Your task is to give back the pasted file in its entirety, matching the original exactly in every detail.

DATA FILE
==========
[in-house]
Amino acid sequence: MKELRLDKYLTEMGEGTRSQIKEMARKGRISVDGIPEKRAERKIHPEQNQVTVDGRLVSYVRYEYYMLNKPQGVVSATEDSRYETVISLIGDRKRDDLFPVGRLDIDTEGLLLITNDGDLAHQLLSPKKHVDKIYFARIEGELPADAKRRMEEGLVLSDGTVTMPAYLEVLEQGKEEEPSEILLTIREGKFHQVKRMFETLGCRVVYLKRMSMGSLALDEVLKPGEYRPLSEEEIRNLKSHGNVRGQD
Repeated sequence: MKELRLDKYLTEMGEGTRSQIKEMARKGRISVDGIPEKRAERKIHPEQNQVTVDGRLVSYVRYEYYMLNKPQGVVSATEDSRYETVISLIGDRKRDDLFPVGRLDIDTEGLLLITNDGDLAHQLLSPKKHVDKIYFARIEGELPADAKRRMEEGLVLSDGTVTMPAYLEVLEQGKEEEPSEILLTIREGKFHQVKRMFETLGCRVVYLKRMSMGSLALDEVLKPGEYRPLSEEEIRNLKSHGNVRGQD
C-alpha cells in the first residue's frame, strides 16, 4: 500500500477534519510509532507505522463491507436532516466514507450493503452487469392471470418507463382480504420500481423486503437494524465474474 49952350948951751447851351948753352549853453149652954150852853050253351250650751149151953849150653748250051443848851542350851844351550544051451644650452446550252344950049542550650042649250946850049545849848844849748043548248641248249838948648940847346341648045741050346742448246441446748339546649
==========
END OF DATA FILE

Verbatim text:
[in-house]
Amino acid sequence: MKELRLDKYLTEMGEGTRSQIKEMARKGRISVDGIPEKRAERKIHPEQNQVTVDGRLVSYVRYEYYMLNKPQGVVSATEDSRYETVISLIGDRKRDDLFPVGRLDIDTEGLLLITNDGDLAHQLLSPKKHVDKIYFARIEGELPADAKRRMEEGLVLSDGTVTMPAYLEVLEQGKEEEPSEILLTIREGKFHQVKRMFETLGCRVVYLKRMSMGSLALDEVLKPGEYRPLSEEEIRNLKSHGNVRGQD
Repeated sequence: MKELRLDKYLTEMGEGTRSQIKEMARKGRISVDGIPEKRAERKIHPEQNQVTVDGRLVSYVRYEYYMLNKPQGVVSATEDSRYETVISLIGDRKRDDLFPVGRLDIDTEGLLLITNDGDLAHQLLSPKKHVDKIYFARIEGELPADAKRRMEEGLVLSDGTVTMPAYLEVLEQGKEEEPSEILLTIREGKFHQVKRMFETLGCRVVYLKRMSMGSLALDEVLKPGEYRPLSEEEIRNLKSHGNVRGQD
C-alpha cells in the first residue's frame, strides 16, 4: 500500500477534519510509532507505522463491507436532516466514507450493503452487469392471470418507463382480504420500481423486503437494524465474474 49952350948951751447851351948753352549853453149652954150852853050253351250650751149151953849150653748250051443848851542350851844351550544051451644650452446550252344950049542550650042649250946850049545849848844849748043548248641248249838948648940847346341648045741050346742448246441446748339546649